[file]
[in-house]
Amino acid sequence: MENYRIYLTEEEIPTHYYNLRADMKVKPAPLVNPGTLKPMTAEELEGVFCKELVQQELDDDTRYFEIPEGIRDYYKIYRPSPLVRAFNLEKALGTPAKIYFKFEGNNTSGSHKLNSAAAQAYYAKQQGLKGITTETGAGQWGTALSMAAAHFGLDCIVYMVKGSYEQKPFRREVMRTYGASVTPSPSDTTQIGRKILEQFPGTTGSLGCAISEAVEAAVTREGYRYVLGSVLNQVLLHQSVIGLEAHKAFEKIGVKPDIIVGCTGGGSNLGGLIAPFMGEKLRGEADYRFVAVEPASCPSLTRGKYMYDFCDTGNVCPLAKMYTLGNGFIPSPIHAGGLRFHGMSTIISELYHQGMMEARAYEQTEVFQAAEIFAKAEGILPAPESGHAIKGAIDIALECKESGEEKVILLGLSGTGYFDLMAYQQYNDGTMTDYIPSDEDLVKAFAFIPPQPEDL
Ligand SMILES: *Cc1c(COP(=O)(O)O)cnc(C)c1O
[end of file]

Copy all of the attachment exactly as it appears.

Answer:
[in-house]
Amino acid sequence: MENYRIYLTEEEIPTHYYNLRADMKVKPAPLVNPGTLKPMTAEELEGVFCKELVQQELDDDTRYFEIPEGIRDYYKIYRPSPLVRAFNLEKALGTPAKIYFKFEGNNTSGSHKLNSAAAQAYYAKQQGLKGITTETGAGQWGTALSMAAAHFGLDCIVYMVKGSYEQKPFRREVMRTYGASVTPSPSDTTQIGRKILEQFPGTTGSLGCAISEAVEAAVTREGYRYVLGSVLNQVLLHQSVIGLEAHKAFEKIGVKPDIIVGCTGGGSNLGGLIAPFMGEKLRGEADYRFVAVEPASCPSLTRGKYMYDFCDTGNVCPLAKMYTLGNGFIPSPIHAGGLRFHGMSTIISELYHQGMMEARAYEQTEVFQAAEIFAKAEGILPAPESGHAIKGAIDIALECKESGEEKVILLGLSGTGYFDLMAYQQYNDGTMTDYIPSDEDLVKAFAFIPPQPEDL
Ligand SMILES: *Cc1c(COP(=O)(O)O)cnc(C)c1O